Understanding Social Networks: Theories, Concepts, and Findings
By Charles Kadushin
Oxford, UK: Oxford University Press, 2012

Review by Matthew Bridgewater, Woodbury University

Introduction What is a Network? Social Network Analysis Ethics Conclusion References
Abstract image of a swirl of green and peach light


Charles Kadushin's (2012) book introduces readers to the concepts and framework of social network analysis and explains some findings that have been generated across disciplines through it. I see this book being beneficial to the readers of Kairos in several ways. Researchers who are already using qualitative and quantitative methods should be interested in reading up on social network analysis through this accessible book. For example, the fields of writing studies and professional communication have drawn on activity theory and actor-network theory. Social network analysis would give these researchers a related framework for answering questions in those disciplines.

This book would also be an important addition to any graduate course on research methods and methodologies. It could be taught along with Clay Spinuzzi's (2008) Network, Bruno Latour's (2005) Reassembling the Social, Gesa Kirsch and Patricia Sullivan's (1992) Methods and Methodologies in Composition Research, Lee Nickoson and Mary P. Sheridan's (2012) Writing Studies Research in Practice, and/or Heidi McKee and Dànielle DeVoss's (2007) Digital Writing Research. While Understanding Social Networks is more of a theoretical book than a how-to book, it does offer researchers useful concepts and frameworks.

As stated earlier in this review, Kadushin's book does not make many direct references to composition studies or even education generally. His examples are typically drawn from economics, biology, and sociology. There are some examples drawn from the workplace, but these didn't explicitly deal with workplace communications. In general, then, readers will have to make their own connections between social network analysis and workplace communication, composition studies, and education. But for those readers who are familiar with activity theory, actor-network theory, and complexity theories, this book should complicate, complement, and supplement these methodologies, leading to productive interactions among these systems theories.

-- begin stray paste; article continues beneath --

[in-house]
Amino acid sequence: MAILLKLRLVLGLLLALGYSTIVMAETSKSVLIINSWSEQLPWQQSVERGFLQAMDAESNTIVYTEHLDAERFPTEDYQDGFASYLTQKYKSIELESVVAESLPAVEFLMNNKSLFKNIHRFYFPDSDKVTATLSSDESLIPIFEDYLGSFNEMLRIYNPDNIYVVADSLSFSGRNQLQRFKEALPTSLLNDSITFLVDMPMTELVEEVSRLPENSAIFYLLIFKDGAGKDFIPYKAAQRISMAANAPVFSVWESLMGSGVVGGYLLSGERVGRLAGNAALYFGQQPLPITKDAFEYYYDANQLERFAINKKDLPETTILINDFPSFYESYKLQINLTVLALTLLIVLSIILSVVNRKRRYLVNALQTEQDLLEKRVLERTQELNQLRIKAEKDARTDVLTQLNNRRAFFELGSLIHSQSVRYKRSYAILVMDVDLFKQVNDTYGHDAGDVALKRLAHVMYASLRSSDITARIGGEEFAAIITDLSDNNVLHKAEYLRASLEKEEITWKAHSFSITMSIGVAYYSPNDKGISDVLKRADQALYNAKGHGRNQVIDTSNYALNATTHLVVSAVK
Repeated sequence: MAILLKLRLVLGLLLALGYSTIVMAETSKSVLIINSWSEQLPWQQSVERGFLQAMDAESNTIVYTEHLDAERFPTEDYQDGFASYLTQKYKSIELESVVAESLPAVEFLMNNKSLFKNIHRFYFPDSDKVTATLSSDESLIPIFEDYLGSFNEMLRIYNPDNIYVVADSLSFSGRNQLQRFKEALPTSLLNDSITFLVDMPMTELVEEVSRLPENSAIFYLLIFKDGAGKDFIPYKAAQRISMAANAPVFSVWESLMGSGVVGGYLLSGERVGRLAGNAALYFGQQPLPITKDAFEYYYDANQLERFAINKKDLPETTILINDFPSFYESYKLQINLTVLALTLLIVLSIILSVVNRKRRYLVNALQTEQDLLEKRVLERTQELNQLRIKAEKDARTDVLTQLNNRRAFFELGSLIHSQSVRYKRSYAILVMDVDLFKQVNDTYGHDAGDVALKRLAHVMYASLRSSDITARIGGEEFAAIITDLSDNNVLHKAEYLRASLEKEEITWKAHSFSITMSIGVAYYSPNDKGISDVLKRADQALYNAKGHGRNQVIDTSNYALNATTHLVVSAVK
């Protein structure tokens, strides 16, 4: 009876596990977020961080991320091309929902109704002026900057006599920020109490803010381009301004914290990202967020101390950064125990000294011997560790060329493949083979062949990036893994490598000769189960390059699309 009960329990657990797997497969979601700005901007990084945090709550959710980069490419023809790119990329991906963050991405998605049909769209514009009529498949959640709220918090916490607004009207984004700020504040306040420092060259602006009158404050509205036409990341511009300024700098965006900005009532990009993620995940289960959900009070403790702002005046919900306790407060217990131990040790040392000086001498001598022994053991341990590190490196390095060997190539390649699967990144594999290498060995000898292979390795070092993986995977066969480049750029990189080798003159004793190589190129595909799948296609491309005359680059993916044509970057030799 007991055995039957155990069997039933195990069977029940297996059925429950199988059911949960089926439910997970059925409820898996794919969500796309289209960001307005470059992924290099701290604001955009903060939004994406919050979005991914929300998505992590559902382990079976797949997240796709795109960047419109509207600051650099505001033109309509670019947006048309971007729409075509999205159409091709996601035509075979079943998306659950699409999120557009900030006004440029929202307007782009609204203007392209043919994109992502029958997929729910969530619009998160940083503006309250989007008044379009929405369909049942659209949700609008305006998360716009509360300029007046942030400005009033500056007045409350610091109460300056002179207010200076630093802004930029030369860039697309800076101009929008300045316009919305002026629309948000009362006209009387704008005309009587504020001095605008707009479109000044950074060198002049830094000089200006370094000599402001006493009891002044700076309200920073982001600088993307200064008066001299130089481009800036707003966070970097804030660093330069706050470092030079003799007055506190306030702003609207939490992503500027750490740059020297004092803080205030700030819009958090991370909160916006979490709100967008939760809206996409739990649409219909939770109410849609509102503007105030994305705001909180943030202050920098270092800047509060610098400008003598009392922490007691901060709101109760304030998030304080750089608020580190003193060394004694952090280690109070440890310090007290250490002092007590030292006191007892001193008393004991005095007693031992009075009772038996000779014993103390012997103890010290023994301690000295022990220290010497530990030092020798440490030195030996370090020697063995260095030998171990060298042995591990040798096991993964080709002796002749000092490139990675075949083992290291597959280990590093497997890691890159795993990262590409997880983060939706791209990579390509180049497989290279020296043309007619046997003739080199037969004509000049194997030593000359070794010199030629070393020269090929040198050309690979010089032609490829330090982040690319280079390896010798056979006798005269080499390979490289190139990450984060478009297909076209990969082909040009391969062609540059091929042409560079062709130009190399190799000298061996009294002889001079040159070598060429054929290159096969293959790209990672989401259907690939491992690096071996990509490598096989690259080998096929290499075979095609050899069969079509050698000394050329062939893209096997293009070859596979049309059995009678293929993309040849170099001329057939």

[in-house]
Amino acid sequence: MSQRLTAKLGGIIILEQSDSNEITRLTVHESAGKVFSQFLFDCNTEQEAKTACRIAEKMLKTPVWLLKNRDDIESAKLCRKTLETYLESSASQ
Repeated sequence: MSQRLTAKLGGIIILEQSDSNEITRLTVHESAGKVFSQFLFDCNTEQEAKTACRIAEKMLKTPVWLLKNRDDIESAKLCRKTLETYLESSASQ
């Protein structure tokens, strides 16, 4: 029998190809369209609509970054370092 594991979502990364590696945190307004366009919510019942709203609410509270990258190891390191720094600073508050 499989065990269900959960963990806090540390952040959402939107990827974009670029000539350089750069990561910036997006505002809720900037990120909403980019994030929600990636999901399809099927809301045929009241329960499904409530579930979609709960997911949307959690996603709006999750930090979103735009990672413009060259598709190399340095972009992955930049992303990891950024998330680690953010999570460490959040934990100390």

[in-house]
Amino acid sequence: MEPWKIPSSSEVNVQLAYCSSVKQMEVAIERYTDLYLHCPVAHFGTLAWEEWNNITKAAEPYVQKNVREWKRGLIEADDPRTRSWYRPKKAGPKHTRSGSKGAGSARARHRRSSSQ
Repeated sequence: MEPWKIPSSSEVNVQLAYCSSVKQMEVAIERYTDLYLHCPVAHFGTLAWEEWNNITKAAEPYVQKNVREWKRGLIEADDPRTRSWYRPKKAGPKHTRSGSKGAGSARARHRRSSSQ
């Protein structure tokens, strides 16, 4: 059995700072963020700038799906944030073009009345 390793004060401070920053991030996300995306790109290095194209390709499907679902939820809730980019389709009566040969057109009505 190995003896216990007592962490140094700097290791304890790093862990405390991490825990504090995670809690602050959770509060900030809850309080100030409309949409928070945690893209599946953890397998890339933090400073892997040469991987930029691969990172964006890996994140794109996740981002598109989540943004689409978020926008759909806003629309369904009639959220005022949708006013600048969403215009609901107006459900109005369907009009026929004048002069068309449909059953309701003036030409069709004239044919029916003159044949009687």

Finally, if one were to ask me what specific areas of writing/composition, rhetoric, and communication I see this book contributing to, I would point to the digital humanities and organizational communication practices. There are many projects in the digital humanities, such as the "Writing Studies Tree" and "Mapping the Republic of Letters," that would benefit from a social network analysis research perspective. Both of these projects seek to map out connections between people and organizations and how information is transmitted, ultimately giving readers a visualization of these connections in a map or sociogram. In addition, the book presents several examples of workplace sociology that could be used as templates for charting communication practices and their implications. Thanks to Kadushin's book, I can see social network analysis providing further insight into the informal lines of communication that are so difficult to study in organizations.